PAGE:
Administration Eyes Way to Block Texting While Driving

Technology to block calls and texting in your car is among ideas expected at the transportation summit.

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A national ban on texting while driving is expected to get a big push at this week's Distracted Driving Summit, hosted by the Department of Transportation. While the summit is described as a fact-finding effort, tragic stories told by victims of texters are expected to prompt new support for a Senate bill banning texting. That legislation, sponsored by New York Sen. Charles Schumer, already has a major champion: Ford Motor Co. What's more, Ford has conducted extensive studies of driver distractions and has just produced a poll that found most Americans support a national ban.

Here is the Ford poll:

SURVEY: U.S. DRIVERS SAY TEXTING WHILE DRIVING SHOULD BE BANNED; VOICE TECHNOLOGY SEEN AS SAFER

  • A national survey released today showed 86 percent of licensed U.S. drivers described handheld texting while driving as "very dangerous," with 93 percent supporting a nationwide ban on texting
    • Despite strong support for a nationwide handheld texting ban, only 42 percent of respondents believe drivers would stop texting if banned. More than 75 percent believe there would be more compliance if hands-free or voice-activated technologies were widely available
      • Sixty-seven percent of drivers said they believed voice-activated technology is a safe alternative to handheld texting
        • The most recent and most complete research shows that distractions that take drivers' eyes away from the road for an extended period of time are a factor in nearly 80 percent of accidents
        • DEARBORN, Mich., Sept. 25, 2009—The vast majority of U.S. drivers believes handheld texting while driving is very dangerous and should be banned nationwide, according to a new national survey released today.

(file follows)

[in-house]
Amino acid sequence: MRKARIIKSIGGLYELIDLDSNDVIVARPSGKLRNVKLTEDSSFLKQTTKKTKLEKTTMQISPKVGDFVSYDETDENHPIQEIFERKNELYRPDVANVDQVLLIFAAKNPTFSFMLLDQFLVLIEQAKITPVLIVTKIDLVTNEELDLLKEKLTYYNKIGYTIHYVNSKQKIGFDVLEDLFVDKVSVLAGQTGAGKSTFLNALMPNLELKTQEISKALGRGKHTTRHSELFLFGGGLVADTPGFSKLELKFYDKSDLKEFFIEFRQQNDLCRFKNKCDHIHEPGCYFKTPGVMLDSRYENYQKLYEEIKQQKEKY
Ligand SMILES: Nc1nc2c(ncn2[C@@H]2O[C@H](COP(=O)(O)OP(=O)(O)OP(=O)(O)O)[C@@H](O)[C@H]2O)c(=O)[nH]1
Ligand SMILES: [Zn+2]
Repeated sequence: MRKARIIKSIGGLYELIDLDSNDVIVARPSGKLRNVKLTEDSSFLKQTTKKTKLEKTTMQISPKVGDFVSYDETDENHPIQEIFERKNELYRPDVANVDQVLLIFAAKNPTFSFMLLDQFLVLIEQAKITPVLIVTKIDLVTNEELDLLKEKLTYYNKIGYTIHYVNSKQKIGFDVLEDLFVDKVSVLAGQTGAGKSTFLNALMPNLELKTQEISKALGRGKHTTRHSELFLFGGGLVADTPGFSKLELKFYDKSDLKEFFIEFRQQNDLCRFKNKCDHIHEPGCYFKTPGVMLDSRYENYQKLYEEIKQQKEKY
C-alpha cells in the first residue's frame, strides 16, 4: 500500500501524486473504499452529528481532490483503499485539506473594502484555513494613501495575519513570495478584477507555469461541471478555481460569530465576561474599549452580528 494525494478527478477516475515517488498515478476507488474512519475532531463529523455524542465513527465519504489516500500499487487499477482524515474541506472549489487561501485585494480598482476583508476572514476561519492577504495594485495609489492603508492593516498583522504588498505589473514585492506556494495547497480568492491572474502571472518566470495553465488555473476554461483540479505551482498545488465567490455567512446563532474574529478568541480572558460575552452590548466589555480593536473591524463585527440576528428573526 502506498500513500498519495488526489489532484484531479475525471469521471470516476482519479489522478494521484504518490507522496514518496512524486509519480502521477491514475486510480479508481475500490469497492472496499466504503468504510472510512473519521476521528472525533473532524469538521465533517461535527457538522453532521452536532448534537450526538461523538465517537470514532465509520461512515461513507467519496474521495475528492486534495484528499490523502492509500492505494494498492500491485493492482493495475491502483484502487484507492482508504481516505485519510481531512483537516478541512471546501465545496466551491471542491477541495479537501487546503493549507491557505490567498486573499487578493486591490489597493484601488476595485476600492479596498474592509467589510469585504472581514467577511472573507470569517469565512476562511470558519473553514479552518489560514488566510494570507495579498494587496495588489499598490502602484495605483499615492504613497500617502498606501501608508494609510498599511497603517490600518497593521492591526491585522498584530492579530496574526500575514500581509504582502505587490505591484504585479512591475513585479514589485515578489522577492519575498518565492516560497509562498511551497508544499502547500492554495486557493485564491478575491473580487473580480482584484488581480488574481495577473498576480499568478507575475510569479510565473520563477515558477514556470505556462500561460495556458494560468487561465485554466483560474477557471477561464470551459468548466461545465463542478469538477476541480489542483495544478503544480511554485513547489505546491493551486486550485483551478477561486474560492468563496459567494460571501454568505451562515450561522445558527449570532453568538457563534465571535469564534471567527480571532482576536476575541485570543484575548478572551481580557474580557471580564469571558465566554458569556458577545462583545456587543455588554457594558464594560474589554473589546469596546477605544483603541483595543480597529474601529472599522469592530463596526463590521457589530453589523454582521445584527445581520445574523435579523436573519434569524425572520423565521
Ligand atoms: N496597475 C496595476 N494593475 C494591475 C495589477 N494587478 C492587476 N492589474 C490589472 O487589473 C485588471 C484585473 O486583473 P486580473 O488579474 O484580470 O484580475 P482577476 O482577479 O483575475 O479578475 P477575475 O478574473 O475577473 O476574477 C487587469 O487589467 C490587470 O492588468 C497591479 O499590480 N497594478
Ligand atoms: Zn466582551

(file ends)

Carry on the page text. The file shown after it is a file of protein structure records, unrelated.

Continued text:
The survey showed that 93 percent of U.S. drivers believe handheld texting while driving is "very dangerous" and 86 percent support a nationwide ban on texting. At the same time, only 42 percent of respondents believe drivers would stop texting behind the wheel if the practice was banned. However, more than 75 percent believe there would be more compliance if hands-free or voice-activated technologies were widely available.

          The online survey was conducted September 18-21 by Penn, Schoen & Berland Associates on behalf of the Ford Motor Company. Ford commissioned the survey as part of its efforts to understand driver perceptions related to distracted driving. Ford last week endorsed a proposed nationwide ban on handheld texting introduced by Senator Charles E. Schumer (D-NY) and Rep. Carolyn McCarthy (D-NY).

          "Research shows that activity that draws drivers' eyes away from the road for an extended period while driving, such as text messaging, substantially increases the risk of accidents," said Jim Vondale, director of Ford's Automotive Safety Office. "That is why we support a nationwide ban on handheld texting while driving and why Ford has developed hands-free and voice-activated technologies to allow drivers to remain connected, but to do so while keeping their hands on the wheel and their eyes on the road."

          The survey shows that 67 percent of drivers said they believed voice-activated technology is a safe alternative to texting, and 76 percent said such a feature would be an appealing feature in a car.

          The survey results come as the U.S. Department of Transportation is scheduled to host a summit on driver distraction in Washington, D.C., next week.

          According to the survey, there is confusion among drivers over existing state laws prohibiting handheld cell phone use and/or texting while driving. Currently 18 states have enacted such bans but nearly 40 percent of drivers in these states indicated they were unaware of the ban in their own state.

          Research on driving solutions

          According to a NHTSA-sponsored 100-car study conducted by Virginia Tech Transportation Institute, driver inattention that may involve looking away from the road for more than a few seconds is a factor in nearly 80 percent of accidents. "A growing number of drivers are using handheld wireless communications and music-playing devices while driving," said Dr. Louis Tijerina, Ford senior technical specialist. "Research clearly shows that manual operation of those devices that takes the driver's eyes from the road for an extended period of time creates the kind of distraction that causes accidents."